The need for social distancing has become less of a driver for the ecommerce segment, which includes pureplays as well as traditional retailers with ecommerce capabilities. That’s because, as estimates from the Commerce Department indicate, some of the traffic that moved online during the initial months of the pandemic is moving back to stores.
Accordingly, ecommerce sales in the last quarter were 39.1% above 1Q20 (up 7.7% sequentially), with total retail sales increasing 16.8% (up 7.8% sequentially). Ecommerce accounted for around 13.6% of total U.S. retail sales, which is about level with the preceding two quarters, lower than the 15.7% share in the June 2020 quarter and higher than the 11.4% share in the year-ago quarter. Therefore, as the above stats also show, ecommerce continues to grow strongly off an admittedly smaller base to take a bigger share of the total retail pie. And this is helped by the race to digitization, consumer habits altering for good and supply chains adjusting to help the two sides meet. Also, while there may be some moderation in absolute growth numbers this year, it is because of difficult comps, and it’s clear that ecommerce continues to grow its share of total retail. So, growth is less of a negative for this group as is valuation, which remains rich despite the sell-off in the last few months. Certain names worth considering now are Overstock.com, Alibaba and ASOS plc. About The Industry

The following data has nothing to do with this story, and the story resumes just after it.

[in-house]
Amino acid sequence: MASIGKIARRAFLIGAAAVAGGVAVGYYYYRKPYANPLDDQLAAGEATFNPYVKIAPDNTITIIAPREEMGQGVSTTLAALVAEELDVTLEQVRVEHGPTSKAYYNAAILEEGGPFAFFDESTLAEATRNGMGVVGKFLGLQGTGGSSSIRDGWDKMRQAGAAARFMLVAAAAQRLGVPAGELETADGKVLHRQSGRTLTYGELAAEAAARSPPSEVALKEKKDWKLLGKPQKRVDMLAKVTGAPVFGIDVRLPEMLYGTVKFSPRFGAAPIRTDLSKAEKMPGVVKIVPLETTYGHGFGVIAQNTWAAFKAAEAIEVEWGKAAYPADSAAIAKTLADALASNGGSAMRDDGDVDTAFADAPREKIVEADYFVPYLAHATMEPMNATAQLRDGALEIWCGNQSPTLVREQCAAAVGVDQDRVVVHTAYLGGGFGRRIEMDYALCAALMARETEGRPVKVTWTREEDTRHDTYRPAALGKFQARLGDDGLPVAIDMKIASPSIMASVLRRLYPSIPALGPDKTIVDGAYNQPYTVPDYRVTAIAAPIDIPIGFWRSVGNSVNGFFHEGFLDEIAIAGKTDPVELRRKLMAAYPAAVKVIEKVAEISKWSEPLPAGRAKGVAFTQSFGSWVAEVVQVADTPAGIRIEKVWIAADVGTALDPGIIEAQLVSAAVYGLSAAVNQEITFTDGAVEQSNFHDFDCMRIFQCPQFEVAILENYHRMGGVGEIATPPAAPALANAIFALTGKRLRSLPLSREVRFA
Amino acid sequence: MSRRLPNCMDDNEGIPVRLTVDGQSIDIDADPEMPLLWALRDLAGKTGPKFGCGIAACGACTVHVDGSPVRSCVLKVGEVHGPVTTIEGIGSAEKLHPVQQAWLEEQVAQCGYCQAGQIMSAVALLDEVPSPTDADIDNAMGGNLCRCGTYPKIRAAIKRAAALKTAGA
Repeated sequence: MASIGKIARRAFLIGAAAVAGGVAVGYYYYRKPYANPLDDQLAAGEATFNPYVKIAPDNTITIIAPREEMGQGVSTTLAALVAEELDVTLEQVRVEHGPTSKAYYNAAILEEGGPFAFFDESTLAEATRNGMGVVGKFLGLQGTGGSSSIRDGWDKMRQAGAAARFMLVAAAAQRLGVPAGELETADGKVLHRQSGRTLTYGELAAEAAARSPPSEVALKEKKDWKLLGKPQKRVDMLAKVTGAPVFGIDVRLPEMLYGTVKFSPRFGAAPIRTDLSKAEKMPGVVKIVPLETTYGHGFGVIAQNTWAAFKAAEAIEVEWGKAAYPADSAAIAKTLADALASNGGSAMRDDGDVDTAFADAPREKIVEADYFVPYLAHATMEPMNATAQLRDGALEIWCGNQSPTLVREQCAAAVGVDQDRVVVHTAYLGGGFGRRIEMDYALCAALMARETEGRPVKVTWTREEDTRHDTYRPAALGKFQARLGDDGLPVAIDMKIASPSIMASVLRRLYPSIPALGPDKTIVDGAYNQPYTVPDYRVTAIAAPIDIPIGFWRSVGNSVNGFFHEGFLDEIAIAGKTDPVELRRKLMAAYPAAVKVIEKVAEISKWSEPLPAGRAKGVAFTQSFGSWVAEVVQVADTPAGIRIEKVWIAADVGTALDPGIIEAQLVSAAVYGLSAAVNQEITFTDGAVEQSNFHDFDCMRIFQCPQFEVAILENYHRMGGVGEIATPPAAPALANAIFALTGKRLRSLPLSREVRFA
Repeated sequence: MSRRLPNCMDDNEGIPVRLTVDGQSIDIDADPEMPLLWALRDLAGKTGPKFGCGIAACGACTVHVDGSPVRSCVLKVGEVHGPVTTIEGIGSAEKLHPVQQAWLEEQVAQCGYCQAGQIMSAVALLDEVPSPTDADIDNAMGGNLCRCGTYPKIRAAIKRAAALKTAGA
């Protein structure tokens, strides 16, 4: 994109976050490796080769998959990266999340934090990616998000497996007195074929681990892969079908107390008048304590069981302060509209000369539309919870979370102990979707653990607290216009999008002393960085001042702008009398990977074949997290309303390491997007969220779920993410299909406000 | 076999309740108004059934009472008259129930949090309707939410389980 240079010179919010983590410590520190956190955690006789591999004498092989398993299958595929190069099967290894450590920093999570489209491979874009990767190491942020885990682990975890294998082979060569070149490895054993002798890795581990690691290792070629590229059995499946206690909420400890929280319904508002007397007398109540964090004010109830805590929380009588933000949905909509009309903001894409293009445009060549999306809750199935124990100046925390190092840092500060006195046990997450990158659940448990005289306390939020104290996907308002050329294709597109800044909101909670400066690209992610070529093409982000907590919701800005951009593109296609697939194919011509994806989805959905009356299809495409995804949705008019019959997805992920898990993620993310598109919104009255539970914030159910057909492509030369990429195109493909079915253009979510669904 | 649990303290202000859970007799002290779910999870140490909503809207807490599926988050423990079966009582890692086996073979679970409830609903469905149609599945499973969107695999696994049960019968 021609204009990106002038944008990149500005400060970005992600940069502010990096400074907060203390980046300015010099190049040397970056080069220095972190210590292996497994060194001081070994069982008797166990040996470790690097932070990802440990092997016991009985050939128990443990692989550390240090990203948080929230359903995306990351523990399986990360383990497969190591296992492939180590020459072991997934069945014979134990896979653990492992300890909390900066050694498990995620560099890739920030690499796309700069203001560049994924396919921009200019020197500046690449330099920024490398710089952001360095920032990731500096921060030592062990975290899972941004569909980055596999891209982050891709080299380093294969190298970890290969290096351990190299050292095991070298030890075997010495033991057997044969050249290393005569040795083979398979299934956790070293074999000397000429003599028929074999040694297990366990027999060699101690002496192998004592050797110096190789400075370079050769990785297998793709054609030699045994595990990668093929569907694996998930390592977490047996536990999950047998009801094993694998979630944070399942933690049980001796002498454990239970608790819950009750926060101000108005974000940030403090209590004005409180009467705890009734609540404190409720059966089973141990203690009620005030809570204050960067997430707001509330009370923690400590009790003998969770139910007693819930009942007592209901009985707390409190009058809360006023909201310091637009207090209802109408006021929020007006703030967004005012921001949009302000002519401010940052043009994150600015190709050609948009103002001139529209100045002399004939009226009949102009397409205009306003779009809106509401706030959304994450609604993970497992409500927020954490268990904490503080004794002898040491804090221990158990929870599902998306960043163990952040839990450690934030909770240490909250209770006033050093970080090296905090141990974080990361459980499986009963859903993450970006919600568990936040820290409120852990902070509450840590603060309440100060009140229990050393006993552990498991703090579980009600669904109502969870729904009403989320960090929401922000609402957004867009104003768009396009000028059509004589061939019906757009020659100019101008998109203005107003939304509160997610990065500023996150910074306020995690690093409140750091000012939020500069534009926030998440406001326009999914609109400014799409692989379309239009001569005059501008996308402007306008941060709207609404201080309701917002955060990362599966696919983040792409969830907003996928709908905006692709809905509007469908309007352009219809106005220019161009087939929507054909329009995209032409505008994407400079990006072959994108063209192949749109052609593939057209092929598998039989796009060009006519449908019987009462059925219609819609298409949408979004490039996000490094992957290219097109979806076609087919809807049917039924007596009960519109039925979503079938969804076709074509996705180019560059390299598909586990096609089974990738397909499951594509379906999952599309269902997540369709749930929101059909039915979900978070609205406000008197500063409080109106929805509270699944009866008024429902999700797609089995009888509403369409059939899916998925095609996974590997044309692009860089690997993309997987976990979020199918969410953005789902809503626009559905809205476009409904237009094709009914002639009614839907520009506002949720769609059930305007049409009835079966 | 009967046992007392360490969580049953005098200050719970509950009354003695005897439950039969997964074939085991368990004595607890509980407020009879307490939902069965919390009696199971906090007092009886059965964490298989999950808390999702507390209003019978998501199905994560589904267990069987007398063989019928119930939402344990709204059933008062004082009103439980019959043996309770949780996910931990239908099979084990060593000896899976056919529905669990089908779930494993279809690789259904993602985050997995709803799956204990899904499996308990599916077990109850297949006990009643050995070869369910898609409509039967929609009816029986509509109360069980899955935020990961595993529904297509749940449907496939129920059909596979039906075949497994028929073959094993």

Electronic-commerce, the buying/selling of goods and services via a software platform, continues to evolve as the technologies driving it advance.
On the one side are user devices (including voice-controlled ones), which are getting bigger, brighter and more capable. On the other are software platforms facilitating transactions, which are getting AI-enabled, sometimes including AR/VR and getting generally more sophisticated, and thereby, more capable of delivering user satisfaction. Social commerce and chatbots are facilitating the back-end.
Differentiation comes from better technology for improved showcasing, easier navigation and payment, speedier delivery and returns, brand building, comparison shopping, loyalty, etc. which generally tip the scale in favor of larger players. Particularly
Factors Shaping the Future of the Internet-Commerce industry:
The pandemic has proved extremely beneficial for ecommerce players, and not just because of the government-mandated stay-home orders that led to soaring business volumes. Markets have been open across the country for a couple of quarters now, but purchasing trends haven’t gone back to where they were before. Just like many companies temporarily adopting work-from-home practices are expected to make it a broader trend, many shoppers that preferred going to stores earlier have now had a taste of the convenience of online shopping. One thing this trend should boost (if technology companies are up to it) is the adoption of AR/VR technology because of its potential to greatly enhance showcasing. The technology is already being leveraged very effectively in the housing market. Also, the ability to fit things like furniture or other items where people want it in their homes is better even than physical retail. More stores will likely be converted into delivery hubs to facilitate this trend.